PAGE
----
Dal Bhat-Dal Bhat is a combination of dal (lentils), veg curry, pickle, rice and vegetables, this staple of the Nepali diet is a great option. It comes with a guaranteed refill of rice and curry, and usually some extra dal too. The vegetable component varies depending on what or if there’s anything growing in the garden (and it pretty much disappears the last few days before the Larke Pass). Dal Bhat is what all guides and porters eat so it’s constantly being prepared, unlike more western style dishes which always have to be made to order. And as the whole cooking process requires less energy, this means that it’s better for the environment too.

Breakfast-Breakfast include porridge, pancakes, omelets, boiled eggs, and various breads (Tibetan bread, buckwheat bread, chapatis, and so on).

Lunch/Dinner-Standard dishes on menus are soups, pasta dishes, various fried rice dishes, momos, a kind of dumpling, pizzas, and of course, Dal Bhat. Some dishes have meat options but this is something to be wary of. Lots of dishes have egg and some tuna from a can. 

Drinks-Hot drinks are on the menu at every guesthouse, with an often huge range of options stretching from regular black tea and coffee to Masala tea, lemon ginger honey tea, and hot chocolate.

Nepal Manaslu Trek Cost-Manaslu Trek package costs ranges from USD 1500 to USD 1800 and includes all transfers, accommodation, meals, permits, and even the hotel stay before and after the trek.

Day 1: Arrive Kathmandu(1300m)
We  will meet you at Kathmandu airport and transfer you to your pre-trek hotel. Later you will attend a pre-trek briefing with your guide.
Day 2: Drive to Arughat Bazaar(606m) or trek preparation in Kathmandu
The journey to Arughat Bazaar starts down the main Pokhara Highway before taking a turn down a rough road. It takes approximately 6 hours to drive to Arughat, which is a large prosperous trading town.
Day 3: Drive or trek to Soti Khola (720m) from Kathmandu or Arughat.
On our first day on the trail we head north, following the Budhi Gandaki. In this low country we are trekking through rice paddies and rural villages. After climbing briefly to Kyorpani, we descend once again to the river, where it meets the Sundi Khola, and our village for the night.
Day 4: Trek to Machha Khola (930m)
We cross a bridge and climb up onto a ridge above the rapids of the Budhi Gandaki. The trail continues, climbing over a big rock and crossing a log bridge, before it eventually descends back down to the banks of the Budhi Gandaki. We trek up again on a steep rocky trail clinging to the side of a cliff, then up and around to the Gurung village of Labishe (880m) and beyond to Machha Khola.
Day 5: Trek to Jagat (1340m)
We cross the Machha Khola river and head upstream to the tiny village of Khola Bensi and the hot springs at Tatopani. The valley becomes steeper and the route then switches to the left bank by way of a suspension bridge. The trail is quite exposed and challenging in places. After a short section of forest path we reach the single teahouse at Doan. Beyond this steep section, the route is much flatter and we will finally cross the river on a suspension bridge, and then climb on a high path to the fields of Jagat.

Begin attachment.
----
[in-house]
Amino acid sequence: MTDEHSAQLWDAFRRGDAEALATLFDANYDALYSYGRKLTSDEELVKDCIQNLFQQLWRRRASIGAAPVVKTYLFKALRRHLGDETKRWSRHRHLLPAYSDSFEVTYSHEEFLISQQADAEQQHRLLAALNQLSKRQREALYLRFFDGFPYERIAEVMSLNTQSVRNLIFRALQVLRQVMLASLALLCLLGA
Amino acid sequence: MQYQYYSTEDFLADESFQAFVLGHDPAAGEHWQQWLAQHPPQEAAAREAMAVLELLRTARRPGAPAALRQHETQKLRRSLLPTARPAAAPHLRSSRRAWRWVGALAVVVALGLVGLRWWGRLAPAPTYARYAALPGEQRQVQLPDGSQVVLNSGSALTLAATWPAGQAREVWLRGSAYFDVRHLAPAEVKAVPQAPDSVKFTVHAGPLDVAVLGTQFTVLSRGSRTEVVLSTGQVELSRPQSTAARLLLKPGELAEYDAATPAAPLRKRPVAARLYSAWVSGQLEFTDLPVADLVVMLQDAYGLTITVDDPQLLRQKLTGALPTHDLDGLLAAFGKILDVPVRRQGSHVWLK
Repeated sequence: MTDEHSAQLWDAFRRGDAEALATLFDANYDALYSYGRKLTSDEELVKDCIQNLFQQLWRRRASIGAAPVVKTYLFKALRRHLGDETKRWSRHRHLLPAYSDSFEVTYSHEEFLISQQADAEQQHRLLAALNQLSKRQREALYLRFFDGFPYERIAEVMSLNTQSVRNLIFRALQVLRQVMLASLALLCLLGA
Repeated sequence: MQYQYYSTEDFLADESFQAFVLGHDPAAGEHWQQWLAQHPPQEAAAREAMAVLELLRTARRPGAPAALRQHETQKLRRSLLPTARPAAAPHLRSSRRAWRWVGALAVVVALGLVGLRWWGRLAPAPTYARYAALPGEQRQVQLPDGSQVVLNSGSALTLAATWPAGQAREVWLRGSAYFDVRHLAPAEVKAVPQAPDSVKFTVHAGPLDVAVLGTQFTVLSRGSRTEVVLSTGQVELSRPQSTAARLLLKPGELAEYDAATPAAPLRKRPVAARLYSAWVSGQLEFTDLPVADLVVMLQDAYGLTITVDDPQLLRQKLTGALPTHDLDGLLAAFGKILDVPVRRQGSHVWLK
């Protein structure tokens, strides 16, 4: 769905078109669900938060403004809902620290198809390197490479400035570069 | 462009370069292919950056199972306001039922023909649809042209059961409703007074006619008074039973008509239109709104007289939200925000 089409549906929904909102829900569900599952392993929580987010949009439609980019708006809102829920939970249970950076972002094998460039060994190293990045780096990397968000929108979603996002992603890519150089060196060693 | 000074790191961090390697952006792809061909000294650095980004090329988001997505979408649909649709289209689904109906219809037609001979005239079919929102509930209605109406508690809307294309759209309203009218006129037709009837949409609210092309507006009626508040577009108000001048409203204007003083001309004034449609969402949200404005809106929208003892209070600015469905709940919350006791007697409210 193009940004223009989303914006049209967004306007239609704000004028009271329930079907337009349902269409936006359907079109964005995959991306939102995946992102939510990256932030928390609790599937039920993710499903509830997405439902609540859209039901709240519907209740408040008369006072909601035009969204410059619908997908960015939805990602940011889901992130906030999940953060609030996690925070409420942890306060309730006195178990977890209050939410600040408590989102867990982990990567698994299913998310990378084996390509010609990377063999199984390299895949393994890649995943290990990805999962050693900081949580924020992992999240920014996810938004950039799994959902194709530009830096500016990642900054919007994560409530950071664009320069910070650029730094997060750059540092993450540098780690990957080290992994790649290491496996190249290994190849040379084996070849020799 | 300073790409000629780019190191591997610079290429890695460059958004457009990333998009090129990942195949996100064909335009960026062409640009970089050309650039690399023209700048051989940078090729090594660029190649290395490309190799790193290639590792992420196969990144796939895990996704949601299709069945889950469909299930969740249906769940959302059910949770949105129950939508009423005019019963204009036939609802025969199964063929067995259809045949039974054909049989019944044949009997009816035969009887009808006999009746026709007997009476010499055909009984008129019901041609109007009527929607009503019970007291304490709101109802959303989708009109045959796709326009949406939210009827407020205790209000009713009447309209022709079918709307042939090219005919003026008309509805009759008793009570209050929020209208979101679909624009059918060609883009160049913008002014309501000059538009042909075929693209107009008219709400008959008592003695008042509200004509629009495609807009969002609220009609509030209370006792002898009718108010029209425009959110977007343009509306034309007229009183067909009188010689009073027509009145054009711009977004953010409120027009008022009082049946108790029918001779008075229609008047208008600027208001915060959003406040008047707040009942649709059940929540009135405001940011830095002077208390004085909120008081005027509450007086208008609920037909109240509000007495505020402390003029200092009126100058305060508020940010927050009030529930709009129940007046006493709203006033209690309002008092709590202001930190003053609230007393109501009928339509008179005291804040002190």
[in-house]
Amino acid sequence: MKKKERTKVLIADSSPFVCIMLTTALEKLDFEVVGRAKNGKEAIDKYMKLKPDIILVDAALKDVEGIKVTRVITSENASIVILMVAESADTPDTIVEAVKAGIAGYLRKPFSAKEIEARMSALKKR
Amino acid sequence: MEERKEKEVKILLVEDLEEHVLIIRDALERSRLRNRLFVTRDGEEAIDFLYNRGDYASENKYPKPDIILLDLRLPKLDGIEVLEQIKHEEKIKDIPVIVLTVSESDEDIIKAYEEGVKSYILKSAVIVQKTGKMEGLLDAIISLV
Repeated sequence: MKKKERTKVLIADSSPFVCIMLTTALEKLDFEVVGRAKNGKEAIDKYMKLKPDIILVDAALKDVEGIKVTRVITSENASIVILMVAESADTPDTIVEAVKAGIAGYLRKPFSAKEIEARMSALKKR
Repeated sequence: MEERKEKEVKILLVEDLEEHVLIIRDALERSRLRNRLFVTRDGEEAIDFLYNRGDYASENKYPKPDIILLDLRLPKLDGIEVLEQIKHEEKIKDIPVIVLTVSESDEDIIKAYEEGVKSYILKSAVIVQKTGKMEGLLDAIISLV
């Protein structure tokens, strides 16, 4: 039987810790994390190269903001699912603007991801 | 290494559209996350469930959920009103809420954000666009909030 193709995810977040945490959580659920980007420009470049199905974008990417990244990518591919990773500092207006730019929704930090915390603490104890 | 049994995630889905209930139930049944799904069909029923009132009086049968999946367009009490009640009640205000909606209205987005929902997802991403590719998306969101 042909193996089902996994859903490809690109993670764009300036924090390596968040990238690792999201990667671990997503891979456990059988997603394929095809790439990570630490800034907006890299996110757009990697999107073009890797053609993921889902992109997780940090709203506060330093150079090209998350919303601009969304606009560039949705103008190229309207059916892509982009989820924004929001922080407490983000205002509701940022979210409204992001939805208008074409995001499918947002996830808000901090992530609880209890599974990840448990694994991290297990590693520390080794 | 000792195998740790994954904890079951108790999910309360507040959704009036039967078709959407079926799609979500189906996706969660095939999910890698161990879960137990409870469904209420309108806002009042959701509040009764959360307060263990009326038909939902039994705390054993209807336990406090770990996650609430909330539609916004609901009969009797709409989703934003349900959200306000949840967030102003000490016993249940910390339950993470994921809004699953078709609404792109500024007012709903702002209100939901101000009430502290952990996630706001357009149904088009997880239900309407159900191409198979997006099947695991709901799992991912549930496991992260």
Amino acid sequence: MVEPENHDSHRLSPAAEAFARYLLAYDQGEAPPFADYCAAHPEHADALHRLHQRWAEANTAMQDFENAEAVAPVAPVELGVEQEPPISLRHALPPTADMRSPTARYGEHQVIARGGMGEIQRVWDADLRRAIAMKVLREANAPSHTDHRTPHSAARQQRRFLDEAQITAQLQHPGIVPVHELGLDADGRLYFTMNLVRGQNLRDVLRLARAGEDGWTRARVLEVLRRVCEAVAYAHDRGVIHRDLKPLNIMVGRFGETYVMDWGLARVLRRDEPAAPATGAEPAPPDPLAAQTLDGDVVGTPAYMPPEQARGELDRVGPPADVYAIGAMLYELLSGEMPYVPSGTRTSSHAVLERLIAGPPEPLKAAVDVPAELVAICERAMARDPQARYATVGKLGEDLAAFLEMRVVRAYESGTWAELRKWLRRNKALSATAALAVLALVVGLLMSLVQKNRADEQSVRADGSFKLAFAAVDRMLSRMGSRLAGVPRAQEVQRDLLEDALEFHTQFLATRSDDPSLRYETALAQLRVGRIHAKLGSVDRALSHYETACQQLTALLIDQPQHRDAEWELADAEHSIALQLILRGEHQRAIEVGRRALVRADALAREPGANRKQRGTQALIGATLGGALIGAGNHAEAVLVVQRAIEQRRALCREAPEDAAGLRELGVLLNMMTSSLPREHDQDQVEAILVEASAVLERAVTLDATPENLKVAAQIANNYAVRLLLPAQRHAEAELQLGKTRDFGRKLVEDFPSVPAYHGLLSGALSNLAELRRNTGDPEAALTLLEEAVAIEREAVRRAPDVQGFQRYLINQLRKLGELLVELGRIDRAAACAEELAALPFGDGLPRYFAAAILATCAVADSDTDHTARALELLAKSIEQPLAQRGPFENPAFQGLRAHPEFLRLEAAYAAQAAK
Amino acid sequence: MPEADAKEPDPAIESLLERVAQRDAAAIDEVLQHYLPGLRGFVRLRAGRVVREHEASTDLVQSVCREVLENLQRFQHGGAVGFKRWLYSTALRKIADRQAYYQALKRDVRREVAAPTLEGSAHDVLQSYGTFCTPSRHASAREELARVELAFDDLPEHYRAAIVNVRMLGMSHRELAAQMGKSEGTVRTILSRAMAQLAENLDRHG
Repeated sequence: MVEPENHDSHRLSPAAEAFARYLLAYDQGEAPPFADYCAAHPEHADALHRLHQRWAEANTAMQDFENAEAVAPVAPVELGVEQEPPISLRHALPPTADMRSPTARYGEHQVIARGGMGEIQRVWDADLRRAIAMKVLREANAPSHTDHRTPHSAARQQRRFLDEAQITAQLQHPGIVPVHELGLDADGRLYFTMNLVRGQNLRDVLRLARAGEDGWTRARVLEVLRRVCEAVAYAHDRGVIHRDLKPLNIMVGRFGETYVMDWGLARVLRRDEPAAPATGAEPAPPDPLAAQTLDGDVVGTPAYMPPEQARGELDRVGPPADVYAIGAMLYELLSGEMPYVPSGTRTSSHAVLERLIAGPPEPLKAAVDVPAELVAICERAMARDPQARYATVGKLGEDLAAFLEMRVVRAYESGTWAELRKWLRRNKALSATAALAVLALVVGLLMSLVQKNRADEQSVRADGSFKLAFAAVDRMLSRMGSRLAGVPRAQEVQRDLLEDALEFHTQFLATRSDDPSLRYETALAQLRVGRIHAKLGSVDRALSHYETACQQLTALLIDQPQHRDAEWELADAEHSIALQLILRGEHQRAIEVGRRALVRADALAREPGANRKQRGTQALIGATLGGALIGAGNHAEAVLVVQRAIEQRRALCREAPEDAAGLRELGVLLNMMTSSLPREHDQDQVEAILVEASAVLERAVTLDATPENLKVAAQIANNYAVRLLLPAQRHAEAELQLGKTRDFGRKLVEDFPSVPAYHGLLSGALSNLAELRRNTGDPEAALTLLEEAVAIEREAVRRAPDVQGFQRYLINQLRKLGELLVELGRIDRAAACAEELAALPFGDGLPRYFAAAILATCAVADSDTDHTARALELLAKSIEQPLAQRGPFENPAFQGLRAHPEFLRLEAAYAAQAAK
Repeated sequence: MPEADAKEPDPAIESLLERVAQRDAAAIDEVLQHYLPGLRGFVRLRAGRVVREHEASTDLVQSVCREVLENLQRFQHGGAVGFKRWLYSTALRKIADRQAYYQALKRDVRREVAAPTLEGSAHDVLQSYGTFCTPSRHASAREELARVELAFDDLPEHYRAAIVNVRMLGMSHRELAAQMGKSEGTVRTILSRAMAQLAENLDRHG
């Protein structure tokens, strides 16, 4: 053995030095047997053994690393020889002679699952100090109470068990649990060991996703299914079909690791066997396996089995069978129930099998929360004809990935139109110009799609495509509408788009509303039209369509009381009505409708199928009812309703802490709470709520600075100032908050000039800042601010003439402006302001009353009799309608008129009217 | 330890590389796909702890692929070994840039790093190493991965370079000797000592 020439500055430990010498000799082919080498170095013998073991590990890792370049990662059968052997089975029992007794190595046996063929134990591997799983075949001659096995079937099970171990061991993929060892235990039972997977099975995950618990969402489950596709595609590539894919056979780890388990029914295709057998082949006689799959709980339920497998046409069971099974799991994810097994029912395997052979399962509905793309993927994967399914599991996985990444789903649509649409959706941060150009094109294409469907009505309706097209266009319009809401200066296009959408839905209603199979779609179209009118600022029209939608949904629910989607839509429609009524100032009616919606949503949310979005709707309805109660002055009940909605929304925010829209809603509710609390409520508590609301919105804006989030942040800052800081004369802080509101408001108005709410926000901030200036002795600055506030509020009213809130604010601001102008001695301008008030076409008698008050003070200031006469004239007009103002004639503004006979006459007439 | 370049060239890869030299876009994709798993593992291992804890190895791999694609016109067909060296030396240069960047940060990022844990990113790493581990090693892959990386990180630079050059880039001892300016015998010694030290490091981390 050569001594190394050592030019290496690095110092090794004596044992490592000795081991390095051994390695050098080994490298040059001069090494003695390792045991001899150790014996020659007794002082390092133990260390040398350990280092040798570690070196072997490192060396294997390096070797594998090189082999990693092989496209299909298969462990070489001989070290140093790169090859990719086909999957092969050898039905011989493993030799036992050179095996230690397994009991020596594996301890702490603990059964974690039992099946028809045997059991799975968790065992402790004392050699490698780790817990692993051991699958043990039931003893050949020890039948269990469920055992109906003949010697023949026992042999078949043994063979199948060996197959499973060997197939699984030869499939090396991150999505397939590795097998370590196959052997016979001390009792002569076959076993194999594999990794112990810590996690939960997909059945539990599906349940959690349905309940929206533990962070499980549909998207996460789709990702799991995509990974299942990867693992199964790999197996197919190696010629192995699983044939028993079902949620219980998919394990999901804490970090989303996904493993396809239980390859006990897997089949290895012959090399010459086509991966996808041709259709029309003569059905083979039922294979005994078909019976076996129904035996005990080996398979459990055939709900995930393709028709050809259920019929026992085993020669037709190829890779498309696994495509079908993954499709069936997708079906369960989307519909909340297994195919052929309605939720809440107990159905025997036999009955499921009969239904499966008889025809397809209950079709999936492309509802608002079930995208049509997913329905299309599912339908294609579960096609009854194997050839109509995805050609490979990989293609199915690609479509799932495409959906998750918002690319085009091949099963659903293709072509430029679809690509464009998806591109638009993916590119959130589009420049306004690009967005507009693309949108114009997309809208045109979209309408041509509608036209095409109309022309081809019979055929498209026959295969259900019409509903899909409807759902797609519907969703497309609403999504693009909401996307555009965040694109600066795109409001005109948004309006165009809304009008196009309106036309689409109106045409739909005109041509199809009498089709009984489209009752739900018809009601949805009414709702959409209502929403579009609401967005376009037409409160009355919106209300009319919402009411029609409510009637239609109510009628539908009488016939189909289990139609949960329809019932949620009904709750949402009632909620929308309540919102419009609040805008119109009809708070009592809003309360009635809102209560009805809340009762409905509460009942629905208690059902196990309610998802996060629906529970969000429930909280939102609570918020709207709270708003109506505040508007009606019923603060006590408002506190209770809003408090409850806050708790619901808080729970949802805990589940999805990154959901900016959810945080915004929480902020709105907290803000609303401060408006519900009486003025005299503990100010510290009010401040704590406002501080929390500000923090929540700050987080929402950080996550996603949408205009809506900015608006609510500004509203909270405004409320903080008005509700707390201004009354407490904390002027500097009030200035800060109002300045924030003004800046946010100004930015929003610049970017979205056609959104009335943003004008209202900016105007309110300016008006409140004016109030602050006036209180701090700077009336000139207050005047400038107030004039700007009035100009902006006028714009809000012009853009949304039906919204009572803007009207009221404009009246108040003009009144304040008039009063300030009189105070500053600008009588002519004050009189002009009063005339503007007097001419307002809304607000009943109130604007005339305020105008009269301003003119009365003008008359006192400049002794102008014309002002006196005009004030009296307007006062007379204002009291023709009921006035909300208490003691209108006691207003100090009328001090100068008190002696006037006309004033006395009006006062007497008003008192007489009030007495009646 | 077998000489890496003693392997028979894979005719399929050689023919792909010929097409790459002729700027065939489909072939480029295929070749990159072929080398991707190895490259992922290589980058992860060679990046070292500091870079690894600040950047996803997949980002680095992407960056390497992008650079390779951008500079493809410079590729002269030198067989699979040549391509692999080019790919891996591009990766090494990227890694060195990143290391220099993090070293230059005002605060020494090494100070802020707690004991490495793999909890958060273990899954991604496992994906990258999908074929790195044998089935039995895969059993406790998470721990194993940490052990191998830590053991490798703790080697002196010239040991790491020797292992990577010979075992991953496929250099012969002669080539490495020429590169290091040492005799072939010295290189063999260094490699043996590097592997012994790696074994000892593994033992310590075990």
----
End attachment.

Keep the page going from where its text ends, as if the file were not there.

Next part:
Day 6: Trek to Deng (1860m)
After descending a long series of stone steps to the river, we climb a terraced hill to Saguleri, from where we can see Singri Himal, 7187m. Our route continues upstream, through a gorge section with towering walls. We cross the river three more times in the next two hours to avoid difficult valley sides and then climb up over a further steep spur to reach the village of Deng.
Day 7: Trek to Namrung (2630m)
As we leave Deng the valley is still steep-sided. We pass the village of Lama, and start to see Mani stones (prayers etched onto wayside rocks), a sign that we are entering a Buddhist region. After about four hours we reach the village of Ghap in the Tibetan area. As we gain altitude we move into alpine territory with great mountain views. There are more Mani stone walls and three more crossings of the Buri Gandaki on our route to Namrung.
Day 8: Trek to Shyala (3500m)
Above Namrung the valley opens out and there are extensive pastures. Climbing gently now, and crossing a large stream flowing down from the Lidanda Glaciers, we reach the Tibetan village of Sho, and get our first views of Manaslu North and then of Manaslu Main. As we continue we come to Lho, a large village at 3150 metres where there is a lovely little monastery and numerous chortens and Manis, before arriving at Shyala.
Day 9: Trek to Samagaun(3520m)
Leaving Shyala we follow the right bank of the river, with views of Peak 29 ahead. As we continue on the main trail, we reach the fields of Samagaon.
Day 10: Trek to Samdo via Manaslu Base Camp (3875m)
We continue to follow the Budhi Gandaki surrounded by spectacular mountains on all sides. Manaslu is particularly impressive and we take a detour off the main path to visit Manaslu Base Camp. From here we drop back down to re-join the main route and descend to Samdo for the night.
Day 11: Trek to Larkya Phedi(4460m)
Today we hike along the ever shrinking Budhi Gandaki river with towering mountains around us. We will find a stream that runs through Gya La, the gateway to Tibet and the remains of what used to be a trading hub. Finally we reach Larky Phedi and one of the best lodges we will have stayed in for many days!
Day 12: Trek to Bimthang via Larkya La Pass(3590m)
Not long after leaving Larkya Phedi we reach the northern face of the Larkya Glacier and climb steadily to the Larkya La pass, from where there are stunning views of Cho Danda, Annapurna II and Larkya Peak. We will then walk down to Tanbuche and from there down to Bim Thang
Day 13: Trek to Tilje (2300m)
The trail descends into pine and rhododendron forest before following the Dudh Khola river. After we reach Karche, we make a steep climb onto a ridge, before descending again to the river bank at Goa. We continue through fields to Tilje, a large Gurung village. 
Day 14: Trek to Jagat(1300m)
Another day spent trekking the lowlands through mixed forest and paddy fields. After Dharapani, we join the Annapurna Circuit and follow this
classic trek in reverse through the Marshyangdi valley to Jagat.
Day 15: Trek to Besi Sahar (840m), Drive to Kathmandu
An easy morning’s walk brings us to Besi Sahar before our final drive to Kathmandu which takes about 7 hours. You stay overnight in a hotel in Kathmandu.
Day 16: Depart Kathmandu
We will collect you from your hotel and transfer you to Kathmandu Airport for your departing flight.

Cost Includes

  • Airport transfer to hotel to airport.
  • Twin sharing hotel accommodation in Kathmandu before and after your trek on a bed & breakfast basis